Like most of the other projects around the Bay, San Francisco’s project relies on SLR projections from the NRC 2012 report and incorporates ART modeling. The plan includes a vulnerability and risk assessment that is currently underway. “We are looking at all kinds of infrastructure and hoping to bring it all together in the spring of 2018,” says Wenger. “We are looking at where we need to act first, and what kinds of actions are appropriate.”
Across the Bay, ART has conducted resilience projects with Alameda and Contra Costa counties, among other jurisdictions. At the beginning of each project, the ART team convened a working group of stakeholders to identify resilience goals, says BCDC’s Lowe. For example, in Alameda County, housing affordability is a significant problem for many people, “so having that as part of your resilience goals upfront is really important,” says Lowe. On the other hand, in Contra Costa, there was significant concern about industrial land uses, including refineries, and their role in the economy. On the flip side, another objective was to address concerns about the pollution associated with industry. “Some communities in the county are already exposed to more pollution than the rest of the region. If you lay on an additional stressor like SLR, or even a temporary flood from say a 50-year storm, that exposure could increase,” says Lowe. In addition, many Contra Costa neighborhoods have limited access to services such as hospitals and grocery stores, “making it harder for that community to be resilient in a hazard event,” she says. ART is currently working with the Boards of Supervisors and other agencies to “help them understand the findings of the studies and figure out how to advance the work that was done,” says Lowe.
With a number of large technology campuses—including Google and Facebook— located in areas potentially subject to inundation, Santa Clara County has taken sea level rise seriously for some time. With funding from the California Strategic Growth Council, the county’s Office of Sustainability launched Silicon Valley 2.0 in 2013, to identify the region’s climate vulnerabilities, conduct a gap analysis of climate change mitigation programs, and develop a decision-support tool that would map assets, measure their sensitivity to climate change impacts, and calculate the cost of failing to act.
The project released the Silicon Valley 2.0 Climate Adaptation Guidebook in 2015. The Guidebook was not intended as a plan so much as a set of strategies to be undertaken by individual agencies, groups of cities and/or regional partnerships. However, progress since then has been largely stalled, as the county’s Office of Sustainability has lacked ongoing leadership, according to interim director Kevin Armstrong. “We need someone permanent here to say ‘these are the strategies that we need to move forward on,’” he says, adding that he expects a permanent director will be on board by year-end. “Most of the maps for Santa Clara County were only wrapped up in the past year, so they weren’t available when SV 2.0 was done—resources have improved in the intervening time period, we would want to take a look at the strategies outlined here and see if they match what ART has produced since then,” he says.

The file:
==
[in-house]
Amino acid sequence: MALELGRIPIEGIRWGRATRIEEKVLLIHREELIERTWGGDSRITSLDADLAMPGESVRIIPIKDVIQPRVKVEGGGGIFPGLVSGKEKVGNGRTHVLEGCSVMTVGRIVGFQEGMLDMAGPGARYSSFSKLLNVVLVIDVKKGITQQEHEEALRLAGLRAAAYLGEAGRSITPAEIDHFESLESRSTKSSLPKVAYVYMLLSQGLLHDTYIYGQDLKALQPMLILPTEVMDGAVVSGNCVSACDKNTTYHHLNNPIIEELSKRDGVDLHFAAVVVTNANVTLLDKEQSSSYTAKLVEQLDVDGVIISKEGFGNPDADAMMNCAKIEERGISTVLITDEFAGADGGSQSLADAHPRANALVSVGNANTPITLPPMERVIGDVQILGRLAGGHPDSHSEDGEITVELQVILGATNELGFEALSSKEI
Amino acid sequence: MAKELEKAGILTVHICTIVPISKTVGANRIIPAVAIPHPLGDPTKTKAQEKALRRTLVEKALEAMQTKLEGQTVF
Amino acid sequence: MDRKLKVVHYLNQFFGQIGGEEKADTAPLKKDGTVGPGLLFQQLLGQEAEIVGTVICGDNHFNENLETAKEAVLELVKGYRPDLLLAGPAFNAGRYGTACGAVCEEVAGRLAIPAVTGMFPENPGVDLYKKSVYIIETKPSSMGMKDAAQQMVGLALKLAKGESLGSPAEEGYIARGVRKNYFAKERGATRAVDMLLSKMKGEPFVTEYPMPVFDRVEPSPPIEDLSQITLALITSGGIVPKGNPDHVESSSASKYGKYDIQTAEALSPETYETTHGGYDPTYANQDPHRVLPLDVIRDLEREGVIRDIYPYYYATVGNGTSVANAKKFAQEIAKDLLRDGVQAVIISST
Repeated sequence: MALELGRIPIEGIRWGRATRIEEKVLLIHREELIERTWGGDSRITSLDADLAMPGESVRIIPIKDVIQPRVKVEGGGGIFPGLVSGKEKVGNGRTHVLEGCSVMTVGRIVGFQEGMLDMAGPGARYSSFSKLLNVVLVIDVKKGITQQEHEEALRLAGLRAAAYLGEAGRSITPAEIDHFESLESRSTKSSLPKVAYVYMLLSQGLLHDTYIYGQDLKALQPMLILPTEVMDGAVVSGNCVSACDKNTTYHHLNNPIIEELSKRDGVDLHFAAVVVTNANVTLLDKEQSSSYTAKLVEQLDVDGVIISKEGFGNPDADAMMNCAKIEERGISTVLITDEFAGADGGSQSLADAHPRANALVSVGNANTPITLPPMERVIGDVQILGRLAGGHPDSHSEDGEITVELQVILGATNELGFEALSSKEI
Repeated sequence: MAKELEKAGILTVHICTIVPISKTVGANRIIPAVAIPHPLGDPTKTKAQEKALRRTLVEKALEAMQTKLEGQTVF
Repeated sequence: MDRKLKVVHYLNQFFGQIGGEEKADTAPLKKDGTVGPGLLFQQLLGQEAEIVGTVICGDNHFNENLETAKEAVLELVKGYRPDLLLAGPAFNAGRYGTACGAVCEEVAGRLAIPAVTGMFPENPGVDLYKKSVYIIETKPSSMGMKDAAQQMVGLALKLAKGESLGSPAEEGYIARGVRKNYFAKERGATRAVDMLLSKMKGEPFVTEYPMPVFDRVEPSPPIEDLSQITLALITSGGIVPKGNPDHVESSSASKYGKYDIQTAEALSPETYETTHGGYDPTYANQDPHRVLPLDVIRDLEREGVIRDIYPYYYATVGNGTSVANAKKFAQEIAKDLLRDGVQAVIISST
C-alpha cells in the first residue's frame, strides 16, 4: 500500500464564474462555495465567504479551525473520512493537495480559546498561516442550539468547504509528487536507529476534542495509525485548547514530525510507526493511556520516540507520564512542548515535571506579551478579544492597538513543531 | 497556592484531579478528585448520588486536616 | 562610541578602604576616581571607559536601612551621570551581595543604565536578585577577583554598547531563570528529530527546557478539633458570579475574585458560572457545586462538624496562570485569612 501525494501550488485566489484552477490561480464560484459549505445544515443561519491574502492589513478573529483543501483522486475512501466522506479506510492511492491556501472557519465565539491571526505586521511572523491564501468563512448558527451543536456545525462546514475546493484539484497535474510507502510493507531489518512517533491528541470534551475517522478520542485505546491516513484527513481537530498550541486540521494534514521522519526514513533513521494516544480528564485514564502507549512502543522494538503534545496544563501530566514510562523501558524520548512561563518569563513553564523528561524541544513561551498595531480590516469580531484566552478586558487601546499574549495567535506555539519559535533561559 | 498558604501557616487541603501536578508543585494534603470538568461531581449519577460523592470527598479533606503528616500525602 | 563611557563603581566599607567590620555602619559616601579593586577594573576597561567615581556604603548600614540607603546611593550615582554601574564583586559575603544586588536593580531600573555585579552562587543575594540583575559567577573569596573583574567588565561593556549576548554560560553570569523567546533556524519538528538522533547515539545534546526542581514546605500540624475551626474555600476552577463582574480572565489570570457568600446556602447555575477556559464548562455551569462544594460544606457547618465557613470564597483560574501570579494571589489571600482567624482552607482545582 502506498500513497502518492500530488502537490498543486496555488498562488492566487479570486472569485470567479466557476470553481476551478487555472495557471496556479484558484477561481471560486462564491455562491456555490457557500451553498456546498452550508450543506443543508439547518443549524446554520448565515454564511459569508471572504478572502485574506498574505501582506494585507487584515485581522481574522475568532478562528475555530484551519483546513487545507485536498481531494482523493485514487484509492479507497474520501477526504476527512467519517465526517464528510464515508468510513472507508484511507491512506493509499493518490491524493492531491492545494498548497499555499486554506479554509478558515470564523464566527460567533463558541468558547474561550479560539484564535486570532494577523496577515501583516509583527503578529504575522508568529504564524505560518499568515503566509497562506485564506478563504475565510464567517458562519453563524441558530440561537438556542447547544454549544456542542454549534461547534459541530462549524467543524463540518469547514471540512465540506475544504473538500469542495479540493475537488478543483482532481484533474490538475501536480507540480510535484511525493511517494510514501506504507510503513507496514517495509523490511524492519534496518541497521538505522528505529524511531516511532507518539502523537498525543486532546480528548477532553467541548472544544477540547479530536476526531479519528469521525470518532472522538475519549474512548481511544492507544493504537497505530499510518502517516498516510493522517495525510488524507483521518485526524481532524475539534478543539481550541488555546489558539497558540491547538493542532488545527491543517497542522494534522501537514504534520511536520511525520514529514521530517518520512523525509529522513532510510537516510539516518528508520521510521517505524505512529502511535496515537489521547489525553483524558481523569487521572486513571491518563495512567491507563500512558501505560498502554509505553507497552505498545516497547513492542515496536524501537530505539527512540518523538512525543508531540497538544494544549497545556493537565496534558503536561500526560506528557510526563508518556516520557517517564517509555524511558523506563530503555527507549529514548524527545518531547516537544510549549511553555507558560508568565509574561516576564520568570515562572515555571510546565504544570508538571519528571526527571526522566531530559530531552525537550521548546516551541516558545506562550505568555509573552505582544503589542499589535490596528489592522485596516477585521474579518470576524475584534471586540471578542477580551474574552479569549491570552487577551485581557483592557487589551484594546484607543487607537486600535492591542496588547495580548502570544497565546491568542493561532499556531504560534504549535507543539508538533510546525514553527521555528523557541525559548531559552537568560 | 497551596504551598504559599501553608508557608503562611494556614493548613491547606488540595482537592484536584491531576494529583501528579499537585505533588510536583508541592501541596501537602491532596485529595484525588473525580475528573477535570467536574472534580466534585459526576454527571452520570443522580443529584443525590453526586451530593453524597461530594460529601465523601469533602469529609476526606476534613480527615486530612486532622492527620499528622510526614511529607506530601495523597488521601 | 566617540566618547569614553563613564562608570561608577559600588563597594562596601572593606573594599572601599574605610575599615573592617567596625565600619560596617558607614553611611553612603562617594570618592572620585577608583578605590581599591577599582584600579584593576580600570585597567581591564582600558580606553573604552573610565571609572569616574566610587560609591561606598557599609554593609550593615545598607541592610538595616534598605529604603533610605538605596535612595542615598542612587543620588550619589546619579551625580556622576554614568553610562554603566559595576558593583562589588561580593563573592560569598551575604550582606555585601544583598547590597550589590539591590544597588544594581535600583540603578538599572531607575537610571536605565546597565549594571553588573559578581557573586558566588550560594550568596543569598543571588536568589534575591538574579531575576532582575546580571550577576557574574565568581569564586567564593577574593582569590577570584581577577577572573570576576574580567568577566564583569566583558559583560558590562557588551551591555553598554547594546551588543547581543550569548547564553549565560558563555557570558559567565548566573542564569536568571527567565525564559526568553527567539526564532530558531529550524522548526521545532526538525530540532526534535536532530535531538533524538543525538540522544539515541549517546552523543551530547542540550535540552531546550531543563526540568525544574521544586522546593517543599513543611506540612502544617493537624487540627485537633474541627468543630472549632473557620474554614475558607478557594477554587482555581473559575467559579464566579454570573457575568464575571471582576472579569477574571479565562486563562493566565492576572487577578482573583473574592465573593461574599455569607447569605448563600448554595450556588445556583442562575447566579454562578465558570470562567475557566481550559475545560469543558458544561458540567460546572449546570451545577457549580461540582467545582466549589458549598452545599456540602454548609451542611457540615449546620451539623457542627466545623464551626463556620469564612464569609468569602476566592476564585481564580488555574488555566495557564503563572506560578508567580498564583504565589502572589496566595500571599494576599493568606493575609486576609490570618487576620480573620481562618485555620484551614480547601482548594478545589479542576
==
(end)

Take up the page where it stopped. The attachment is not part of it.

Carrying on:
Also in the South Bay, several initiatives were already underway long before ART developed its maps, including the South Bay Shoreline Project managed by the Army Corps of Engineers, the Santa Clara Valley Water District, the U.S. Fish and Wildlife Service and the Coastal Conservancy. Closely coordinated with the South Bay Salt Pond Restoration Project, which seeks to restore historic wetlands on 15,100 acres of former commercial salt ponds, the goal of the Shoreline Project is to protect the most vulnerable parts of the Santa Clara shoreline from flooding, including flooding from sea level rise.
The project plan, which was released in 2015, calls for a combination of levees and wetland restoration, and includes completion of the Bay Trail through the area. Congress authorized the project under the Water Resources Development Act of 2016, although no funding has yet been appropriated. David Kaulfers, the Corps’ manager on the project, says he is hopeful that funding will be approved this winter and that work can begin next summer on the first phase of a four-mile-long levee that will protect San Jose’s wastewater treatment plant and the community of Alviso. Two-thirds of the Bay side of the levee will be a so-called “horizontal levee, featuring a 30:1 slope, or ecotone, and restored tidal marsh. “Once we build the levee we can start breaching the berms around some of the salt ponds to restore tidal action to the ecosystem,” says Kaulfers.
Another planning effort long in the works addresses persistent flooding problems, which will only be exacerbated by rising sea levels, on the border between Santa Clara and San Mateo counties. Here construction is underway on the San Francisquito Creek Joint Powers Authority’s S.F. Bay to Highway 101 Project. The project is widening the creek channel, building sea wall and levees—including horizontal levees—and restoring marsh at the mouth of the creek, with the goal of protecting the adjacent communities from creek flooding and up to nine feet of sea level rise. The SFCJPA, which includes the cities of East Palo Alto, Palo Alto and Menlo Park, as well as the San Mateo County Flood Control District and the SCVWD, plans to tie the creek project to its SAFER Bay project, which will protect 11 miles of shoreline and create 22 new acres of marsh habitat. “One of the tenets of SAFER is that sustainability of the marshes and flood protection of property and people are codependent,” says SFCJPA Executive Director Len Materman. “You can’t do one with out the other.”